Below are links to the resources suggested from throughout this site. We urge you to fully explore each section of this website to better understand childhood trauma and why it's important to Look Through Their Eyes
About TraumaThe American Psychological Association offers ten helpful tips for building resilience in children, with specific information about elementary, middle and high school aged kids, which you can access by clicking here.
There is also a wide array of treatment options that have proven to help children and teens heal from trauma.
To learn more about creating a safe environment, click here.
To learn more about providing adult support to children, click here.
To learn more about self-regulating techniques, click here.
BullyingThe National Child Traumatic Stress Network offers comprehensive resources to help parents with issues associated with bullying. You can access these bullying resources here.
Learn more about age appropriate Internet safety through the webinars and resources offered by the Illinois Attorney General here.
There is a lot of really good information available to parents and caretakers to help you identify and deal with all forms of bullying:
Here are some materials you can explore to hear a variety of perspectives and tips for parents on how to respond if your child is being bullied:
Here some tips to help you identify and deal with your child if you think he or she might be a bully:
Here are ten tips for what to do if your child is being cyberbullied from the Cyberbullying Research Center.
Here are ten tips for what to do if your child is doing the cyberbullying from the Cyberbullying Research Center.
Here are some additional resources to help you understand and deal with cyberbullying:
Cyberbullying and Cyberthreats: Responding to the Online Social Aggression, Threats and Distress. 2nd Edition. Nancy E. Willard.
Here are some resources to help parents and schools anticipate and address bullying.
Community ViolenceFor help talking with preschool age children, look at Talking with Kids about News from PBS Parents and Parent Tips for Helping Preschool Age Children After Disasters from Psychological First Aid – Field Operations Guide.
For help talking to older children and adolescents, look at Helping Children and Adolescents Cope with Violence and Disasters: What Parents Can Do from the National Institute of Mental Health or Restoring a Sense of Safety in the Aftermath of a Mass Shooting: Tips for Parents and Professionals. Center for the Study of Traumatic Stress.
For help in how to manage media exposure, read Tips for Parents on Media Coverage from The National Child Traumatic Stress Network.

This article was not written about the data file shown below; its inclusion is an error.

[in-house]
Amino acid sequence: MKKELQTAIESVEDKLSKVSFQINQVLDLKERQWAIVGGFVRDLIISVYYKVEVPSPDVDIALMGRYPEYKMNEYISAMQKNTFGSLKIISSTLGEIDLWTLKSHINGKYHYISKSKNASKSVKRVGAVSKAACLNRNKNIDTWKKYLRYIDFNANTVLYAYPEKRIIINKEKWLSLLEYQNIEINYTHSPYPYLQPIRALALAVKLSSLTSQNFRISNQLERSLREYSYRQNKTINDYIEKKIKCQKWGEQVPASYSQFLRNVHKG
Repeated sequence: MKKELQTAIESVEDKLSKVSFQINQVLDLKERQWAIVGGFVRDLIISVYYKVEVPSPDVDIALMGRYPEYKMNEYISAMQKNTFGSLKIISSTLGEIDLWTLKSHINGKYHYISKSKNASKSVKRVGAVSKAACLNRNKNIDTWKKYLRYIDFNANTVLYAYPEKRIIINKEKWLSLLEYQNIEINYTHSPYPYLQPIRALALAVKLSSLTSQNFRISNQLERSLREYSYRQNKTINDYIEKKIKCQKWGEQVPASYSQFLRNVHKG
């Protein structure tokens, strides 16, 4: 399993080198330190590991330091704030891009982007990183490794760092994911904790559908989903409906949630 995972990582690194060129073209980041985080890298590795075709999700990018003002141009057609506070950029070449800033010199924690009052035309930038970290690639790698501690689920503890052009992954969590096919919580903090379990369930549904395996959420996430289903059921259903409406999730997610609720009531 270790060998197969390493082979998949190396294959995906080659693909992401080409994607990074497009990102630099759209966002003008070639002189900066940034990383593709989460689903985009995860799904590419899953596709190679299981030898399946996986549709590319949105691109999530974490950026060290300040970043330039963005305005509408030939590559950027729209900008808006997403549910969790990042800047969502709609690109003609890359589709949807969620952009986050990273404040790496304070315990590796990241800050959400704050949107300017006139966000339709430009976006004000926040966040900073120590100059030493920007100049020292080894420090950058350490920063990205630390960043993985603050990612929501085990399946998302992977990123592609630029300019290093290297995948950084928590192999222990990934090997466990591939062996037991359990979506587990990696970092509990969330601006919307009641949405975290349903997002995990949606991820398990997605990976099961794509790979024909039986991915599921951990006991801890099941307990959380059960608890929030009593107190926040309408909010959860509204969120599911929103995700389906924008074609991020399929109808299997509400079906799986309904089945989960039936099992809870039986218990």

If a death occurred and it’s someone your child knew, you can find helpful tips for talking about death at Guiding Adults in Talking to Children About Death and Attending Services from The National Child Traumatic Stress Network.
Books for Kids
- Everybody Has Feelings: Todos Tenemos Sentimientos: The Moods of Children. C.E. Avery. Gyphon House. For ages 2 to 5.
- A Terrible Thing Happened. Margaret M. Holmes. Dalmation Press. Franklin, Tennessee. For ages 4 to 7.
- Glad Monster, Sad Monster: A Book About Feelings. E. E. Emberley. Little Brown & Company. New York, New York. For ages 4 to 8.
- Why Did It Happen? Janice Cohen. Morrow Junior Books. New York, New York. For ages 5 and up.
- I Can Make My World a Safer Place: A Kid’s Book about Stopping Violence. Paul Kivel. Hunter House Inc. Publishers. Alameda, California. For ages 6 to 11.
- Reactions. Allison Salloum. Centering Corporation. Chicago, Illinois. For ages 9 to 12.
Books for Parents
- Children and Trauma: A Parent’s Guide to Helping Children Heal. Jossey-Bass, San Francisco, California.
- The Scared Child: Helping Kids Overcome Traumatic Events. Joy Berry, Children’s Press, Chicago, Illinois.
You can learn more about early childhood trauma from The National Child Traumatic Stress Network here.
The National Child Traumatic Stress Network offers a list of symptoms and behaviors associated with exposure to trauma for children from infancy through age 5.
If you believe your child is experiencing trauma, be sure to seek out professionals with specific experience working with children between the ages of 0 and 5. You can also find some helpful tools from Zero to Three and from the Center on the Social and Emotional Foundation of Early Learning, Vanderbilt University.